Author Tags: Alcohol, Sports
Born in Vancouver in March of 1925, Dawe is a retired Langara English teacher who has written guides to golf courses of B.C. and similar golfing guides for Ontario and Alberta. Dawe's grandfather came to B.C. in the 19th century. His father was an early president of the Alma Mater Society of UBC for the Class of 1915. His mother graduated from St. Paul's Hospital nursing in 1917. He attended Lord Byng High School, briefly served in the RCAF, attended UBC and the University of Washington and taught for 30 years in high schools and college. He was Chairman of the English and Modern Languages Division on the Langara campus of Vancouver Community College. In 1986 he wrote Pocket Guide to the Wineries of British Columbia. Dawe has ghostwritten numerous books, self-published a slim collection of fictional narratives called Urban Archetypes and previously authored Profile of a Nation, Four Approaches to Prose and Copyright Canada.
Profile of a Nation (Macmillan, 1969)
Four Approaches to Prose (Macmillan, 1971)
Copyright Canada (Macmillan, 1978)
Pocket Guide to the Wineries of British Columbia (1986)
Urban Archetypes (A&J Publishing, 1987)
The Golf Courses of British Columbia (A&J Publishing / Sandhill, 1988)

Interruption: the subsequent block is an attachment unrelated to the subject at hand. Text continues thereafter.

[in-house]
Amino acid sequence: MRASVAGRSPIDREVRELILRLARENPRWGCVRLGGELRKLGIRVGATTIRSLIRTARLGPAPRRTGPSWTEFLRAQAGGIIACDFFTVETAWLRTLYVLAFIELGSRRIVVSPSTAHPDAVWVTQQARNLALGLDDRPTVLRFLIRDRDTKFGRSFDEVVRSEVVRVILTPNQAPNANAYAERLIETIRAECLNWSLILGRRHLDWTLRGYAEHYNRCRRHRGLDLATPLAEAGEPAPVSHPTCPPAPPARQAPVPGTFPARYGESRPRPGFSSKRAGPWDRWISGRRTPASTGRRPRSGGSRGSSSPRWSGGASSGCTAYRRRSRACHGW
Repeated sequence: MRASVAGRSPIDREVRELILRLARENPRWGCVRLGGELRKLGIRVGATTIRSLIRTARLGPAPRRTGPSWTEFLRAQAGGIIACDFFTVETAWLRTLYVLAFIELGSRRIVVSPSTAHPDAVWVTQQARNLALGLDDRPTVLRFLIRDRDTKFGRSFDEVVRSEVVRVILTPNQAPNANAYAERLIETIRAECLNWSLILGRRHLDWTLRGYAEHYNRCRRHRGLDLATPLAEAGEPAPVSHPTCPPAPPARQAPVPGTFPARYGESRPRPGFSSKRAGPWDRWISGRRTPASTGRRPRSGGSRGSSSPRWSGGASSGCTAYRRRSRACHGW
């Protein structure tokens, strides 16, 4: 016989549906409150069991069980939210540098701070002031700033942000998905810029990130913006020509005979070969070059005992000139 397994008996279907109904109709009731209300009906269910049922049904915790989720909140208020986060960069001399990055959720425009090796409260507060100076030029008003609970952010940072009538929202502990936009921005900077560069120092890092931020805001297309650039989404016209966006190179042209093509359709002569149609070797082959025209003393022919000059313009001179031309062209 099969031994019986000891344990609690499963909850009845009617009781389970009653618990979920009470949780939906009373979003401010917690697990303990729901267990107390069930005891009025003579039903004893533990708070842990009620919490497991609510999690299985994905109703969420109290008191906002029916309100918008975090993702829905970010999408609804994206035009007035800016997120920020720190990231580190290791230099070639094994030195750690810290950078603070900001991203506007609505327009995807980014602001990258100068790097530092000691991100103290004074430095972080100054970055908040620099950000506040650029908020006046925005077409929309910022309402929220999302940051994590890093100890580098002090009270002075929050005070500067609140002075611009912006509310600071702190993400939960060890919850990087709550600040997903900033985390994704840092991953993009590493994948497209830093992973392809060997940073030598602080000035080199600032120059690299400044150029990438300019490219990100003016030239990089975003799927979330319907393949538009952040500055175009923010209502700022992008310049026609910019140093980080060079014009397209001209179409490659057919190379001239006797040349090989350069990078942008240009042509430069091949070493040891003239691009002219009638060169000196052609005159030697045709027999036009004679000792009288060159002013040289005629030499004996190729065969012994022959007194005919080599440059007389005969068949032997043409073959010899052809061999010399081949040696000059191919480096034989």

A Guide to the Golf Courses of British Columbia (Whitecap, 1989)
A Guide to the Golf Courses of Ontaria (Whitecap, 1991)
A Guide to the Golf Courses of Alberta (Whitecap, 1992)
Your Average Canadian's Guide to Insects, Spiders, Worms and Other Improbabilities (A&J Publishing, 1994)
Richmond and its Bridges: Fifteen Crossings of the Fraser River (City of Richmond Archives, 1997)
Richmond and its Bridges: Fifteen Crossings of the Fraser River (City of Richmond Archives $14.95)
Although the first major bridge to cross the Fraser River is considered to be the Alexandra Bridge built near Spuzzum in 1863, the Hug Gil Get (aka Hag Wil Get) Bridge made of abandoned telegraph wire was built three years prior, in 1860.
In the late 1850s, a man named Colonel Bulkley was commissioned to build a telegraph line from North America to Europe by way of B.C., Alaska and Siberia.
In 1958 he received the bad news that a telegraph cable had successfully been laid across the Atlantic, the Colonel abandoned his project and dumped a large quantity of telegraph wire in the Hazelton area.
The aboriginal people in the community used some of the wire to tie wooden poles together to create the unusual looking Hug Gil Get Bridge, which served residents and travellers in the area for 50 years.
“Hug Gil Get was the first bridge in the province that made use of material other than wood or stone,” says Alan Dawe in Richmond and its Bridges: Fifteen Crossings of the Fraser River (City of Richmond Archives $14.95).